How I cycled 6000 miles to the North Cape of Europe on a Free Bike
My bike at Geiranger
I recently completed a 6000 mile cycle odyssey from Scotland to the most northerly point of Europe in Norway and beyond, using a free bike I found abandoned in a tenement stairwell. I had noticed that the bike hadn't been used for several months and thought it was a shame to be going to waste – if a bike isn't ridden for a long time it can become unusable. I left a note on the bike asking who it belonged to and if they no longer needed it. After a few months without an answer I asked all the neighbours in the block if it belonged to them. No one knew anything about it so I claimed the bike and set about restoring it.
The bike is a Raleigh M-trax 3000 mountain bike with handbuilt Reynolds chromoly frame. The frame isn't the best for touring as the forks are too stiff, the bottom bracket too high, and the top tube too long, but with modifications it is reasonably comfortable and feels very solid and reliable. It is quite a heavy bike but that is more to do with all the stuff I've added to it than the frame itself. Most of the original parts were usable but I replaced all of the following for the tour.
I switched to a pair of Alexrim wheels (though the original wheels were fine and would probably have done the job). I picked up the Alexrims for practically nothing second hand.
stem and stem extender – because the handlebars were too low and far forward for comfort
The old ones were worn out and new ones were needed for a long tour
Getting the old one out was the main challenge – it had seized quite strongly and needed
heating from below to loosen it
The middle one needed replaced so I changed the lot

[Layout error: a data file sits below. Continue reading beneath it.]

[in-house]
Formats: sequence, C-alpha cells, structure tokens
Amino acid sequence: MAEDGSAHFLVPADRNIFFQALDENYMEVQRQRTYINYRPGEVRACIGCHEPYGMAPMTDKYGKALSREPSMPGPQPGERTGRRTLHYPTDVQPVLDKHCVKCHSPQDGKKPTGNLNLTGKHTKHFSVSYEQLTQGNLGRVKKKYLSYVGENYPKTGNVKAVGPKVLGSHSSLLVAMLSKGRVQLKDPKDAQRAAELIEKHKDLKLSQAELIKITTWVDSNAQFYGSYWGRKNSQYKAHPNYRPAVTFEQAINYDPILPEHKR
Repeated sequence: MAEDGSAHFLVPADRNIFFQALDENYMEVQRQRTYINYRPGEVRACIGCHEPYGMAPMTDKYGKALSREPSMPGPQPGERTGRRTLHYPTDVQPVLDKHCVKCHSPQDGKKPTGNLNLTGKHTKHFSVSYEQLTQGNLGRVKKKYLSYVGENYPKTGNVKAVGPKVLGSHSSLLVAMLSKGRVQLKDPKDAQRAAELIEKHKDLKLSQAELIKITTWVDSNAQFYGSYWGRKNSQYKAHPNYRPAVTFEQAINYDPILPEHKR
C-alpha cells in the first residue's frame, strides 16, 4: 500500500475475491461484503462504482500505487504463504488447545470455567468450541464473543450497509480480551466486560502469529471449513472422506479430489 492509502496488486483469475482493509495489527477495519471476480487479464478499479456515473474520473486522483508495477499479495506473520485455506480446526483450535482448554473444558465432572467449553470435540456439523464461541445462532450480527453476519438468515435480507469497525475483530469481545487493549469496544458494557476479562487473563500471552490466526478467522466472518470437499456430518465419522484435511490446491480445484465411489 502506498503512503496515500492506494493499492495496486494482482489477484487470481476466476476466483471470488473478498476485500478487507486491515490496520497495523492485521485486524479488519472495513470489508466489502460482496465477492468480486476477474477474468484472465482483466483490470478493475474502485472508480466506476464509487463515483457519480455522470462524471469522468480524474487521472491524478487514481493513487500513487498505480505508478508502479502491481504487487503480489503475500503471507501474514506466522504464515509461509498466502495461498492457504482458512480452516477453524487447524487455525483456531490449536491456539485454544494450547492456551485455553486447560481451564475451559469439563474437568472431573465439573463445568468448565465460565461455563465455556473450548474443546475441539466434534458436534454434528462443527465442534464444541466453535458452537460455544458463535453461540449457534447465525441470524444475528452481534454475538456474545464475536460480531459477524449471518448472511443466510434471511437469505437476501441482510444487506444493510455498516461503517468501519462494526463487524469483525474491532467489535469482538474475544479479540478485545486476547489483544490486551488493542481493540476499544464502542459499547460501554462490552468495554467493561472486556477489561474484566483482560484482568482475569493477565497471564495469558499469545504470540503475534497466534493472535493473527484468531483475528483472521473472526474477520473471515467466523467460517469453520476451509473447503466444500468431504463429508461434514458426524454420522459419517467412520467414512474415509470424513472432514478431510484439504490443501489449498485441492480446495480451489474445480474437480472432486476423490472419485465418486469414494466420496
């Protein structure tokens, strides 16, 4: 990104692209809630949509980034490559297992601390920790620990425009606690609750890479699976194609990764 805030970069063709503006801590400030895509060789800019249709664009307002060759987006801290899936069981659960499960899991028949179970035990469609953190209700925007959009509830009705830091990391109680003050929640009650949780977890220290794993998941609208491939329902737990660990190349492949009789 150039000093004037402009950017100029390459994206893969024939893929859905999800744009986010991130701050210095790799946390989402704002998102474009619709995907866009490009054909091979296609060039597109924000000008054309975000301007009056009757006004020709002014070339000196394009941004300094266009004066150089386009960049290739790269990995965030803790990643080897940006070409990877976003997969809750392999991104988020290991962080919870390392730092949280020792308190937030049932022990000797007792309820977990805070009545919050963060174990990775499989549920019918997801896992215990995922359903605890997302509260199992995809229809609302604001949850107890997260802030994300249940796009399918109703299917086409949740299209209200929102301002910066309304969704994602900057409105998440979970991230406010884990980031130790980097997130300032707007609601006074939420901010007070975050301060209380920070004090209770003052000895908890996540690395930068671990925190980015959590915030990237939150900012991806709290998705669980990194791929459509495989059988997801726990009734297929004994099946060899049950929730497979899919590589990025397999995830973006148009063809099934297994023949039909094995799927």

- chain and sprockets
- grips and tape for bar-ends
- front pannier racks – I created a hybrid from a pair of Blackburn low-riders and a rear rack so I could store stuff above the front wheel.
- brake blocks
- saddle – I invested in a Brooks saddle for extra comfort and durability, though the original was usable
- front and rear dérailleurs – not really necessary but I found them cheap in a sale
- cables and housing – always a good idea to replace these rear brake – I switched to a cantilever brake as the v-brake hit the mudguard when operating
I also slapped some hammerite over places where the paint had flaked off but it turned out to be a waste of time. I may give the bike a proper paint job at some point in the future but having the bike look so rickety means I didn't have to worry much about it being stolen. In fact I seldom bothered to lock it outside of major cities, particularly in Norway, and even then only used a lightweight lock.
Total cost of renovation was £200-300, which isn't a negligible sum. Considering you can get a new touring bike for not that much more it's questionable if it's really worth the considerable extra work involved. But not all the modifications I made were essential and I could probably have spent under £100 and still toured with the bike. There is a lot of work involved though and some of it needs special tools, which will put the cost up. If you find a really good frame, can source cheap parts, and are the sort of person who enjoys a renovation project it's definitely worth doing up an old bike. Also, while you can pick up a budget touring bike for under £500 a good one with a chromoly frame will cost closer to £1000.
The bike performed really well on the tour, and in fact the main technical problems I had were with the cycle computer and panniers I added to it afterwards. The front brake could have done with replacing as it was very difficult to adjust and caused uneven wearing of the front wheel, which had to be replaced. But all in all it was comfortable and felt very sturdy and reliable all the way through Scotland, England, France, Belgium, The Netherlands, Germany, Denmark, Sweden, Norway and Finland.
The bike is still going strong and I'm already planning to fit it out for a more adventurous tour … perhaps the Himalayas. Read more about the tour and about restoring free bikes.